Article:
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Q2 TUTORIAL

QUESTION
Family Law - LAW 2222
prepared for: Dr. Noraini Hashim

TOPIC: Marriage
A. Historical Outline
Prepared by Group 1:
1) Nurul Afifah Aiman bt Marzuki (1918532)
2) Ainul Mardhiyyah binti Roslan (1912382)
3) Mohamad Izwan Bin Mohd Norhan (1912759)
4) Muhammad Amirul Asyraf bin Yusof (1910271)
Question 2
Timothy’s parents were married according to Chinese custom in
1984. His father Wow Kaw Kaw died intestate in 2015. He came
to know that his father had another two marriages; in 1971
under the Christian Marriage Ordinance 1956, and in 1975 under
the Chinese customary law while the first marriage was still
subsisting.

Advise Timothy as to the validity of his parents’ marriage and his


father’s earlier marriages.

(15 marks)
1971 1975 1984
Christian Marriage Chinese Customary Law Reform Act
1976 (Came into
Chinese Customary
Law
Ordinance 1974 Law effect on 1st
March 1982)

Three issues:

1. Whether or not the marriages prior to the enactment of LRA 1976 are valid
2. Whether or not the marriage of Timothy's parents after the enactment of LRA was valid
3. Whether Timothy and his mother are entitled to his deceased father's estates.
1ST ISSUE
Whether the marriages prior to the enactment of LRA 1976 were valid

DOROTHY YEE YENG NAM V LEE FAH FOOI [1956] MLJ 257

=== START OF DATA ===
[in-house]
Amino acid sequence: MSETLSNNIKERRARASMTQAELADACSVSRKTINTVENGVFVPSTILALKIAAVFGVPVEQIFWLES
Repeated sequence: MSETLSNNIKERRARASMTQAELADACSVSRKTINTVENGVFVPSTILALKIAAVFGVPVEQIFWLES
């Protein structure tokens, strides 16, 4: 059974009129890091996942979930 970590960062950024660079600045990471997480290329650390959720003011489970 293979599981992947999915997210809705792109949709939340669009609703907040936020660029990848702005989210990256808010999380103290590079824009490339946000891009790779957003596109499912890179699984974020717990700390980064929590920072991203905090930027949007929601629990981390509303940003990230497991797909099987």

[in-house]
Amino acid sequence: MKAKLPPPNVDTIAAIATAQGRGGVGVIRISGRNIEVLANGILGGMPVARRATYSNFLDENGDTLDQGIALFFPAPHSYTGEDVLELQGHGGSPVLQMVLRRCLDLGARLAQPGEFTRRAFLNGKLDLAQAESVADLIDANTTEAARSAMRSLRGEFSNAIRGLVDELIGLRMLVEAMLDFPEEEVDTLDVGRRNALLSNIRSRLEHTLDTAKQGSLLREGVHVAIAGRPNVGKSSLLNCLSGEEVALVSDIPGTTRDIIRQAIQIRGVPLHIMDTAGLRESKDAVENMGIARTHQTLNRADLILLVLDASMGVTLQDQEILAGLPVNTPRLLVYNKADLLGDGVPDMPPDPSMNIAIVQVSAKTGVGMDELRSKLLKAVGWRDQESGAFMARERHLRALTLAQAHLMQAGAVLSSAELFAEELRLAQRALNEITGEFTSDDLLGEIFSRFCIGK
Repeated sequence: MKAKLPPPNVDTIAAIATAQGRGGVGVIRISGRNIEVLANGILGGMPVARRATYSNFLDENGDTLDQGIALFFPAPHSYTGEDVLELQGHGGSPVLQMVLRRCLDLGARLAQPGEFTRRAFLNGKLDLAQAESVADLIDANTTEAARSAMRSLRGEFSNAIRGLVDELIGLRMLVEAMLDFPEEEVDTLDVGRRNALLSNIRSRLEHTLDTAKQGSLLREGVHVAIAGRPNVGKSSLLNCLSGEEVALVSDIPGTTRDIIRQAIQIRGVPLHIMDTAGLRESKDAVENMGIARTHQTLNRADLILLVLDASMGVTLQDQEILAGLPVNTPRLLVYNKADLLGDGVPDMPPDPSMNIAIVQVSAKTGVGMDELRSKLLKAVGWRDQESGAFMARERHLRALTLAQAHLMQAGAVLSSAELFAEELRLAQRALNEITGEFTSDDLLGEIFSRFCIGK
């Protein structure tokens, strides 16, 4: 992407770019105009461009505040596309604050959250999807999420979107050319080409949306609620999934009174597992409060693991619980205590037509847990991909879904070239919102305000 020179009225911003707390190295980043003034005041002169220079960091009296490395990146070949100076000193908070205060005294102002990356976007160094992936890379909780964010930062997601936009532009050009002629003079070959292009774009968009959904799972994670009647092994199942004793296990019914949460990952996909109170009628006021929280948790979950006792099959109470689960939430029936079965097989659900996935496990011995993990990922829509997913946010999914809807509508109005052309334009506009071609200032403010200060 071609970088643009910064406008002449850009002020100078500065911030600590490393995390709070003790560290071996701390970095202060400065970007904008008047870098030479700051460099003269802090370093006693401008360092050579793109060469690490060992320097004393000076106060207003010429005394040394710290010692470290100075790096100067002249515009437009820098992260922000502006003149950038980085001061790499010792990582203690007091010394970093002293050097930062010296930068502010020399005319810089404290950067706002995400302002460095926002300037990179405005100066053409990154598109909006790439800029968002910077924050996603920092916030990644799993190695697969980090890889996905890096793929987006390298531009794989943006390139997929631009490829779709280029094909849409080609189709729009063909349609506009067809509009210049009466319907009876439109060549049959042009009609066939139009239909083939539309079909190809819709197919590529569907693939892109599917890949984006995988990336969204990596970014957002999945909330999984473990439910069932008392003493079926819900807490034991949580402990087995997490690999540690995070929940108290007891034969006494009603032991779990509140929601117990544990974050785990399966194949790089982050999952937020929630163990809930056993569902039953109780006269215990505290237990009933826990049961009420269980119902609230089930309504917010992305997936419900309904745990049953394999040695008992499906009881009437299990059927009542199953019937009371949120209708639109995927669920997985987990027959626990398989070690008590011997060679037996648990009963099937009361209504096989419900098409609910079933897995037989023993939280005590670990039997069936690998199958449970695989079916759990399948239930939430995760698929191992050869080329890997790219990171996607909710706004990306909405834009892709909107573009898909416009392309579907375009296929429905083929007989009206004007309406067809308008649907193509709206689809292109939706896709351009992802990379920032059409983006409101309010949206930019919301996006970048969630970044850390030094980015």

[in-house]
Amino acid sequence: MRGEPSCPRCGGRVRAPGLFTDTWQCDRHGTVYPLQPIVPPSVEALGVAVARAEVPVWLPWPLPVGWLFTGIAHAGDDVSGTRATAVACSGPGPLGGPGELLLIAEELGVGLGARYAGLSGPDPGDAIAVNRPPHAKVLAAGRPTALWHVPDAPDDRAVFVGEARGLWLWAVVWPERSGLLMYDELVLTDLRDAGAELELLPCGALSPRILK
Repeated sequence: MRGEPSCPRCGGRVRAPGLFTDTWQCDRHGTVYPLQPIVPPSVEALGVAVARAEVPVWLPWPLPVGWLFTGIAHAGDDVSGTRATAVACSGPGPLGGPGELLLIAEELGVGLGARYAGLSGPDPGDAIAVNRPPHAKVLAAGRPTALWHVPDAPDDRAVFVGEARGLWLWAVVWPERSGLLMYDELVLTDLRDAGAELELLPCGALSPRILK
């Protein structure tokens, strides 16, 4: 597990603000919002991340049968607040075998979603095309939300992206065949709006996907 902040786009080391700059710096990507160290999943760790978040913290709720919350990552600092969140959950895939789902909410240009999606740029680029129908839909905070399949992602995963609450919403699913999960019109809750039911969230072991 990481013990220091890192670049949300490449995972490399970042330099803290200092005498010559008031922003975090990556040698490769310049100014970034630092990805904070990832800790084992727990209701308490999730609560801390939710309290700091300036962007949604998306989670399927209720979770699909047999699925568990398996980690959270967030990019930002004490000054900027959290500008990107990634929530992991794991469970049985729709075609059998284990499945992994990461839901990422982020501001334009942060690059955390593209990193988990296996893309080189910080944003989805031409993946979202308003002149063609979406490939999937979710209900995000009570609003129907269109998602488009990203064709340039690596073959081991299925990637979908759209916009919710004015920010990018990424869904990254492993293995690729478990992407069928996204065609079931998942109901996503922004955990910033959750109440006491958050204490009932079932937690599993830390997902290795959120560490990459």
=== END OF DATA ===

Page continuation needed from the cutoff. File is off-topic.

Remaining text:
the parties were married in Penang in accordance with


1ST MARRIAGE the provision of the Straits Settlement Christian Marriage
Ordinance 1940 on 6th December 1941. The court
reaffirmed that
Section 29 of the Christian Marriage
the Chinese man might marry under Christian
Ordinance 1956
Marriage Ordinance. Such marriage was perfectly
lawful form of marriage always provided one of the
If a person, married under any
parties professed the Christian religion.
law, religion, custom or usage,
A man's personal law permitted him to enter into
entered into a marriage under the
polygamous unions
Christian Marriage Ordinance
1956, the marriage was void. nothing restricted him from entering into a
polygamous union provided the law of the locus actus
permitted it
He could do anything the law did not prohibit
2ND MARRIAGE Chinese customary marriages were polygamous in nature
- Chinese Customary Laws

RE LOH TOH MET, DECD KONG LAI FONG & ORS V LOH PENG HENG [1961] 1 MLJ 234
the deceased had contracted polygamous marriage in accordance with Chinese custom. He had 3
wives, 7 children born in wedlock and 4 adopted children. The trial judge held that the deceased was a
person professing the Christian and that as he had not married the women under the provision of the
Christian Marriage Ordinance of the Straits Settlements and of the Christian Marriage Enactment of
Johore, thus three purported marriages was void. The children and the 3 widows appealed. The issue
was whether Chinese Christian can enter into a polygamous union under his personal law. The court
of appeal held that

the marriages were lawful and valid. He can choose whether to contract a monogamous marriage
or a polygamous marriage.
the evidence does not show that the deceased was a person professing the Christian religion at
the time of any of his marriages and thus he permitted by his personal law a plurality of wives and
he validly entered into contracts of marriage to the 3 women
IN THE CASE OF RE DING DO CA, DECD [1966] 2 MLJ 220,
the deceased had married one Madam Wong under the Christian Marriage Enactment in
1923 and subsequently in 1937 he went through the form of marriage according to Chinese
custom with Madam Ngoi. After his death Madam Wong applied for and obtained letters of
administration to his estate, subsequently Madam Ngoi and her children commenced the